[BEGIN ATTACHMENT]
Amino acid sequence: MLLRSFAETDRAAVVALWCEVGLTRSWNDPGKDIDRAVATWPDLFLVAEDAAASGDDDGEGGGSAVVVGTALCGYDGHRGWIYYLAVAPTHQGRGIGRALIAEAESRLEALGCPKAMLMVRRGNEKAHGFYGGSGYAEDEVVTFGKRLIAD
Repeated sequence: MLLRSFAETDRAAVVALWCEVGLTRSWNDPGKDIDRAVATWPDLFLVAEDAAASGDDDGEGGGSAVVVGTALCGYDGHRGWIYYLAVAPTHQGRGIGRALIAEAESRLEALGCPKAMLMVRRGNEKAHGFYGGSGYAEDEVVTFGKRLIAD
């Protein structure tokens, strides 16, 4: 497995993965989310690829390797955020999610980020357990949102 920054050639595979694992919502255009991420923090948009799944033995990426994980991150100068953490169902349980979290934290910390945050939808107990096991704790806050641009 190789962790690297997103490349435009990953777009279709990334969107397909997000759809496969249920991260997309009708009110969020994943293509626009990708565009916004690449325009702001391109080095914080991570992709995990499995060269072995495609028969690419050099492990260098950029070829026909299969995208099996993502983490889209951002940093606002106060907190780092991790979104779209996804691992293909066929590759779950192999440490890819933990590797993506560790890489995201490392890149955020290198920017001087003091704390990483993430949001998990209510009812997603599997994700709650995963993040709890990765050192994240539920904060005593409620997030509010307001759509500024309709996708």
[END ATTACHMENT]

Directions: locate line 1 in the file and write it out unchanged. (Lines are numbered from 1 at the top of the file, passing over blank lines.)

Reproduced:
Amino acid sequence: MLLRSFAETDRAAVVALWCEVGLTRSWNDPGKDIDRAVATWPDLFLVAEDAAASGDDDGEGGGSAVVVGTALCGYDGHRGWIYYLAVAPTHQGRGIGRALIAEAESRLEALGCPKAMLMVRRGNEKAHGFYGGSGYAEDEVVTFGKRLIAD